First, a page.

We are lucky enough to have access to amazing, credible, and FREE information through the www – but finding the reputable stuff can be a challenge. Who should you believe, and who should you ignore?
Who are you talking to on forums?
While it’s nice to have a space to ask a question and receive answers, you need to keep in mind WHO is answering you. It’s far too easy to pose as an expert through your computer, or not even try to pose as an expert yet still offer advice. You might not want to take diet advice from Joe Schmo who’s sitting on his couch eating a bag of chips as he types… just saying. If you have a question, seek someone reputable to ask in person, especially if it concerns your health in any way.
Reading between the lines and the by-line
If the author is pulling stats or results from a study, but then says “more work needs to be done” is a sneaky way of saying the data was weak, or that the participant pool was small – therefore hard to draw any firm conclusions from. So, don’t go changing your behaviours based on a single cited study. Do a little more digging and see if more stats back up the info – and remember that nutrition information is different for everyone and people will excel in different training styles, nothing is truly one size fits all!
If you’re looking at research, meta analyses are your best bet as they’re a compilation of all the work done in the area – giving a really broad picture of the subject. These are often hard to come by as they take a lot of time and man-power – things many researchers don’t have. It’s great to read about studies, but don’t take them at face value right off the bat, shop around and look for consistent results.
One of the first things I do when reading info online is check the author’s credentials (or lack thereof – if this is the case, I move on). If the website is a compilation of work from different people, there should be a space at the bottom of the article which includes background info on the author. Or, if they have degrees, the program initials should follow their name in the by-line under the title. To me, education is king, but if they have a lot of great experience behind them, that’s the next best thing. I’ve very leery when authors aren’t listed at all.
Some good sites:
bodybuilding.com is a great source for exercise and nutrition plans – but keep in mind that food quantities in published plans may not be right for YOU. Diets can’t be generalized like. For women looking to change their body composition, I really like Jamie Eason’s Live Fit training & nutrition plan available through this site.
livestrong.com is hit or miss in my opinion. The majority of the information is decent, but I find a lot of articles only skim the surface of the topic. It’s not the first place I go.
prevention.com is a decent site for general health information. It’s a little more “PG-13” and covers a wide variety of topics. Again, some of the articles don’t go into enough detail for my liking, but maybe I’m a snob. I don’t like the lack of author information provided, or the way articles are set up as slideshows – for some reason this feature annoys me. Prevention is also a subscription-based magazine in the US, but available to Canadians too. They’re published by the same group who publish Men’s Health and Women’s Health.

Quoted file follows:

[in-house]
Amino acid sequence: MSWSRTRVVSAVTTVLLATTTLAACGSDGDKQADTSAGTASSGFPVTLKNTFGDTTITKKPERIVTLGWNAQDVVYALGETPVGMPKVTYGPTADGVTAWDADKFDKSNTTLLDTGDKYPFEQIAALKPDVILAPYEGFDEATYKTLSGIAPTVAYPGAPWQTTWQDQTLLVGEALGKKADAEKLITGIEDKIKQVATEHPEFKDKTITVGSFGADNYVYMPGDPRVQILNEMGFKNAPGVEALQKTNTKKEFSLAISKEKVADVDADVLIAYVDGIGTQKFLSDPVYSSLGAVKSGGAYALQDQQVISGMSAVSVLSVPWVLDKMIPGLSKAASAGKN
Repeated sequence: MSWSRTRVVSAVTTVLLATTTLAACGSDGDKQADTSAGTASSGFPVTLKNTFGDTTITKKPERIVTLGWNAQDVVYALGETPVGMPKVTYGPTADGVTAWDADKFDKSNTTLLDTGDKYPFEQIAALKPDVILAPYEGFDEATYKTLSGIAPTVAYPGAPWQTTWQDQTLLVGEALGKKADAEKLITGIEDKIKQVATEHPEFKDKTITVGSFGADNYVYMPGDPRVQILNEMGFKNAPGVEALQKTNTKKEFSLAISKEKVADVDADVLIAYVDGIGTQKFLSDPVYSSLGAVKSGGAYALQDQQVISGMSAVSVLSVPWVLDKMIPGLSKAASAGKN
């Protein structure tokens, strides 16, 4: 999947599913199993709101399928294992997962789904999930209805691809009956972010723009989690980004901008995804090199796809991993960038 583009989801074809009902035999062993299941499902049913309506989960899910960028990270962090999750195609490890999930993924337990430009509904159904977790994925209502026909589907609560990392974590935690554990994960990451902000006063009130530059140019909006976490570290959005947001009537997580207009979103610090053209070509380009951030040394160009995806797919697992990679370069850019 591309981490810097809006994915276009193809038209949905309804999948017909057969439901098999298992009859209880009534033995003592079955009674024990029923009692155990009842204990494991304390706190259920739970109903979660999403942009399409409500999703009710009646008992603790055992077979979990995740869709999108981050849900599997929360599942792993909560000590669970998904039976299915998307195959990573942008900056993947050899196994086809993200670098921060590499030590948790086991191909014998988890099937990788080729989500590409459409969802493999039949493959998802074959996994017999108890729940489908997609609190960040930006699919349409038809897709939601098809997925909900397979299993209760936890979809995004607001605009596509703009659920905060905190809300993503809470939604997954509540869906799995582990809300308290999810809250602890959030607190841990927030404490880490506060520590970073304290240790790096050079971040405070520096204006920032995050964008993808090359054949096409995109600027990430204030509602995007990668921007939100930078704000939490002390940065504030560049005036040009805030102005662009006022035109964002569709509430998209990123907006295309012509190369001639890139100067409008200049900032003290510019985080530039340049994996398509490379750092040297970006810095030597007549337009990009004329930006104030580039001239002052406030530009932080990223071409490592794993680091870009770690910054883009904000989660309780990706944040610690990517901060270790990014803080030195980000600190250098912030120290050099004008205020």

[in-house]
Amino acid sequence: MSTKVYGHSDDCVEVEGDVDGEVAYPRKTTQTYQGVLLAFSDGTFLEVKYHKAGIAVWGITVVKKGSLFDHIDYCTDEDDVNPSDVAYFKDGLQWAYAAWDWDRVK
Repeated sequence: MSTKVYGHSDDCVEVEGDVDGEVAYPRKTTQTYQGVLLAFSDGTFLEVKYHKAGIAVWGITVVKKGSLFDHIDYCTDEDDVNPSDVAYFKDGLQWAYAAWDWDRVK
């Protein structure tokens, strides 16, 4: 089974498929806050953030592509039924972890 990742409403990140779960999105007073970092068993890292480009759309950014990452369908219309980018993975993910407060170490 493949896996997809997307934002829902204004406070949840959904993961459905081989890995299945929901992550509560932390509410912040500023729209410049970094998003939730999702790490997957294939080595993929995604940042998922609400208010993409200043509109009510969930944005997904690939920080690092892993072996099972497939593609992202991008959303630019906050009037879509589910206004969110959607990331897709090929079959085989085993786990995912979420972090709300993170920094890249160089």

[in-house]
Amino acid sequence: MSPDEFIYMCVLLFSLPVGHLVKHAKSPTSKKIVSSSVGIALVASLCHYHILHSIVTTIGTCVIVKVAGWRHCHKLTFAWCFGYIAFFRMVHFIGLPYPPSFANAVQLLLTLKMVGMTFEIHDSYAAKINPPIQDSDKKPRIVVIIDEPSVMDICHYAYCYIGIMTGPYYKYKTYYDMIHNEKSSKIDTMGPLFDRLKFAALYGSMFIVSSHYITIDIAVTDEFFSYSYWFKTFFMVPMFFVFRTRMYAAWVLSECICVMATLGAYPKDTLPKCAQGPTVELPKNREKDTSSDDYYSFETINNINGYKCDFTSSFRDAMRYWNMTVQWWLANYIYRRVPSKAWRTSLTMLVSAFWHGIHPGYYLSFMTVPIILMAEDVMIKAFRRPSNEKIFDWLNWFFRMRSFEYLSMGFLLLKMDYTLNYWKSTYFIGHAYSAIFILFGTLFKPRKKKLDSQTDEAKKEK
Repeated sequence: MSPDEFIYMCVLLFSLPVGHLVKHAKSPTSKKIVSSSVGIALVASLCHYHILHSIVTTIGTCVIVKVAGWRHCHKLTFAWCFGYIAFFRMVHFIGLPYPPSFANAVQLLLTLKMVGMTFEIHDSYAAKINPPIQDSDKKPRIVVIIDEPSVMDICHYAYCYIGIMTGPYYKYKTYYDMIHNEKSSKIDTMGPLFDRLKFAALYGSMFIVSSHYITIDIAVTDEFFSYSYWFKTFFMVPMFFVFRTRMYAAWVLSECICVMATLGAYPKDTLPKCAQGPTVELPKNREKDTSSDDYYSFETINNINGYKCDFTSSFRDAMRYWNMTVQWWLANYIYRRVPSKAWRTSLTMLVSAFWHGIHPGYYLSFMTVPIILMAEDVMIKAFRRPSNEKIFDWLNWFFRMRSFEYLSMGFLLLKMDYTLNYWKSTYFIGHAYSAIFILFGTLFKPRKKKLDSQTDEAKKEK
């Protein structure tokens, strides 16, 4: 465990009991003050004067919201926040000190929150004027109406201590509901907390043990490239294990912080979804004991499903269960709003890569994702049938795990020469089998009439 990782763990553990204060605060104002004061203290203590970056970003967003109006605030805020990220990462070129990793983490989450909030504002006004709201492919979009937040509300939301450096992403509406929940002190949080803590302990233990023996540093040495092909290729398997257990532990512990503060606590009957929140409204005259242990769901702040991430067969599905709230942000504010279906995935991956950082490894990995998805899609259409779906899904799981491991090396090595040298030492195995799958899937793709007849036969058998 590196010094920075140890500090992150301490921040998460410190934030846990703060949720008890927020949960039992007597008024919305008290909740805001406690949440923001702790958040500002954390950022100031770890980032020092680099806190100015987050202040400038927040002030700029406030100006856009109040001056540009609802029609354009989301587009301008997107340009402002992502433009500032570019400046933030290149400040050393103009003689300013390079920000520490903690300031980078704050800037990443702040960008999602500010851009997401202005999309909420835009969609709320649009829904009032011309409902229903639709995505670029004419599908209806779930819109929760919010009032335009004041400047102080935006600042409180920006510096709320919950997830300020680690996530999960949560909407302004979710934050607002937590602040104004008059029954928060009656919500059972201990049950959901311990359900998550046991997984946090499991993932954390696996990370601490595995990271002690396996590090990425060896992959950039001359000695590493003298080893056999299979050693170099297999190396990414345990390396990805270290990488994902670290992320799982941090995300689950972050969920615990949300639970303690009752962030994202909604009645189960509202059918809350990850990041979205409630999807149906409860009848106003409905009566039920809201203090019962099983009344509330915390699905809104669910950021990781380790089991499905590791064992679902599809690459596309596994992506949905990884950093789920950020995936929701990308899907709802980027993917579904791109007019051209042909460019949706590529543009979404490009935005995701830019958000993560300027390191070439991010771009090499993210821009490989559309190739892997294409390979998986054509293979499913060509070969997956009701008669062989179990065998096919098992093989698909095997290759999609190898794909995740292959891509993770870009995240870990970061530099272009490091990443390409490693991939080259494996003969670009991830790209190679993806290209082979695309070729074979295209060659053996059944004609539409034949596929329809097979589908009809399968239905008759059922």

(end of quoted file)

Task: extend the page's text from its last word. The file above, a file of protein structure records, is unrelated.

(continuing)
Health.com pretty similar to Prevention in all aspects. They’re published by a lifestyle group, but this is their only health magazine.
Finally, for general health and wellness, you can’t go wrong with anything posted by a government agency. Looking to your national health agency (Health Canada), or your local public health unit is always safe. Also, the Mayo Clinic is reputable. While Wikipedia may seem like a good first choice as it pops up on Google instantly – be warned. Anyone can post info to Wiki, so take it all with a grain of salt. While most of it is valid, you’ll come across warnings on some pages about the info needing references or further support. Be a critical consumer online!
Lately, many magazines are launching online versions in order to keep up with technology. This is a huge bonus for everyone as these (often) free resources can be viewed as credible. Many times the editors seek out experts in certain fields to keep their material up to date and reliable. Here’s a list of some great magazines which may be lesser known (compared to Oxygen which has been on newsstands forever).
trainingandfitnessmag.com This Canadian-based online magazine is growing rapidly. With a great writing staff, and frequent expert guest writers, the material covers a wide variety of topics. Workouts, nutrition, health, and info on a variety of fitness topics such as obstacle course race training and fitness apps make it well-rounded to appeal to everyone. I also enjoy the spotlights they do on different athletes.
muscleinsider.com Is Canada’s #1 bodybuilding magazine and does a great job covering all the competitions – both professional and amateur. Also, within their Features tab are pages of great articles covering everything in health and fitness, even some pop culture. Their contributing authors’ page is full of great names in the industry, too.
Strongfitnessmag.com Another Canadian-based magazine, available both in print and online. They also offer a digital training guide through subscription.
muscleandfitness.com An American-based entertainment group runs this magazine (along with Muscle and Fitness For Her and Flex).
There’s a lot of great information out there to be found, both for practical uses and entertainment. As with anything online, just be cautious and critical of what you read and believe. Have a great weekend, happy reading!!